Sep 02, 2021 News
Kaieteur News – Former Minister of Public Infrastructure, David Patterson, on Wednesday released information he received in 2017 from ExxonMobil’s local subsidiary, Esso Exploration and Production Guyana Limited (EEPGL), on the composition of the gas from the Liza operation.
This comes after a member of the Transparency Institute Guyana Inc. (TIGI), Alfred Bhulai, rapped the Department of Public Information and officials from the Environmental Protection Agency (EPA) for making statements about expected reduced emissions from the gas-to-energy project, even as the Government refused to provide information on the gas composition when requested by the anti-corruption body.
“The gas-to-energy project proposed to be located at Wales estate continues to raise questions in the public sphere while several remain unanswered,” Patterson said.
“One such question relates to the composition of the gas that will be piped to shore. My records reveal that a similar question was asked of Exxon in May 2017 by the then Minister of Natural Resources (Raphael Trotman).”
Patterson posted a table on Facebook, which he said was provided to the Government from Exxon’s then project manager.
The table indicates that Methane (79.1%), Ethane (7.3%) and Propane (6.7%) make up the natural gas constituency, with some other components.
The note attached from the Exxon project manager states, “This composition reflects composition at the outlet from the Liza Destiny FPSO early in the life of the field production.”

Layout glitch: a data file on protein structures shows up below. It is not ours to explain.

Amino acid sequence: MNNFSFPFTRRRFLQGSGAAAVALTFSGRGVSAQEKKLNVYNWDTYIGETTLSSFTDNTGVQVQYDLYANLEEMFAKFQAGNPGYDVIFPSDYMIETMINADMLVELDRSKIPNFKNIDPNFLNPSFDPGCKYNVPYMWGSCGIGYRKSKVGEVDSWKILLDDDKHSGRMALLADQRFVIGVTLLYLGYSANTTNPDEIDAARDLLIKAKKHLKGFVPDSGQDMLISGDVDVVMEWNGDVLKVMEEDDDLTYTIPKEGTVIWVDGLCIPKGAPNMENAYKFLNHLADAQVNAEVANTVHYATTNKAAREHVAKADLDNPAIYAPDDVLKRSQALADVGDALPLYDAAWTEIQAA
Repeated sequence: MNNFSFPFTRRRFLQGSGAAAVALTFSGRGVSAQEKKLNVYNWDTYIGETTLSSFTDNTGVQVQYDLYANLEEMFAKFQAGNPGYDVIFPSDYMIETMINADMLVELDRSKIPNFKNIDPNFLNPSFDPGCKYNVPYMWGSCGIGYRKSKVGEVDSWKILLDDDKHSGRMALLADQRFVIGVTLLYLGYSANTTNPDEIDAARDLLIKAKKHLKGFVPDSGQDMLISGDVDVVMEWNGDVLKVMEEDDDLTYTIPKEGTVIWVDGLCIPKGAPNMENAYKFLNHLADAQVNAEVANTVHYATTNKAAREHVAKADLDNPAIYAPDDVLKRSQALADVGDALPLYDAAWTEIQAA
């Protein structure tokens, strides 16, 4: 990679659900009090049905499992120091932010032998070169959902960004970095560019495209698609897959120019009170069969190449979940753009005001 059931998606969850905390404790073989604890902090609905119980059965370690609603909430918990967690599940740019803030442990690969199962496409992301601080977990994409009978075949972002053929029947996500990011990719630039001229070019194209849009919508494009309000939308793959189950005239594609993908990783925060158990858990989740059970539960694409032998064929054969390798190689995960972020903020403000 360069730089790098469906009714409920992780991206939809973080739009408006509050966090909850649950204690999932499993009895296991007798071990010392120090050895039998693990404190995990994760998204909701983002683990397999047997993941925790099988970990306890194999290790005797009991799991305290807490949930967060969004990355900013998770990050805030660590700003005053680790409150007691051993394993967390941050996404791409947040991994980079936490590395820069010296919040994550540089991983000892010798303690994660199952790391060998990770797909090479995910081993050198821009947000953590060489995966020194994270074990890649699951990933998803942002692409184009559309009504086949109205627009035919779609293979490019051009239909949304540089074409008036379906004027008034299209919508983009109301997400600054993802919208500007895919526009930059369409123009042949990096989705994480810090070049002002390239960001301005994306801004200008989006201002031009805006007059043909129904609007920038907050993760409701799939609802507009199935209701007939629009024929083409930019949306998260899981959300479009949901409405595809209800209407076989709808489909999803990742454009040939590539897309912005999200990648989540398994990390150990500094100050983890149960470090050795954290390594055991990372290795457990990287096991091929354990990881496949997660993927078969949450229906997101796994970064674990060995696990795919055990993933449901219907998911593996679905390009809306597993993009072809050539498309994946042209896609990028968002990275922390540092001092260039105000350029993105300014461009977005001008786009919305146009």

It is stated in the note that the Liza gas is expected to contain significant quantities of natural gas liquids (NGL) such as propane and butane, and that these products can be used to supply liquefied propane gas (LPG) for cooking. It is on this premise that the project manager advised that it may be of commercial interest to extract the NGLs for separate sale while the remaining gas (methane and ethane) could be used for power generation.
The project manager added that the gas composition will change over time, particularly as a result of gas and water injection which is done during oil production. He said, for example, that hydrogen sulfide (H2S), which is not even 0.1 percent of the quoted constituency, is expected to increase over time.
“Gas at the outlet of the FPSO will have received some processing insofar as it has had limited treatment through the FPSO topsides. It has also been dehydrated to meet the requirements of future gas use,” the project manager wrote in the note.The official further stated that when it comes to subsequent processing, Liza gas would be delivered to shore at relatively high pressures, and that onshore facilities would be required to reduce the pressure to a level suitable for downstream use.
“Beyond that, Liza gas does not require significant processing as it is expected to be high in hydrocarbon content and low in impurities.”
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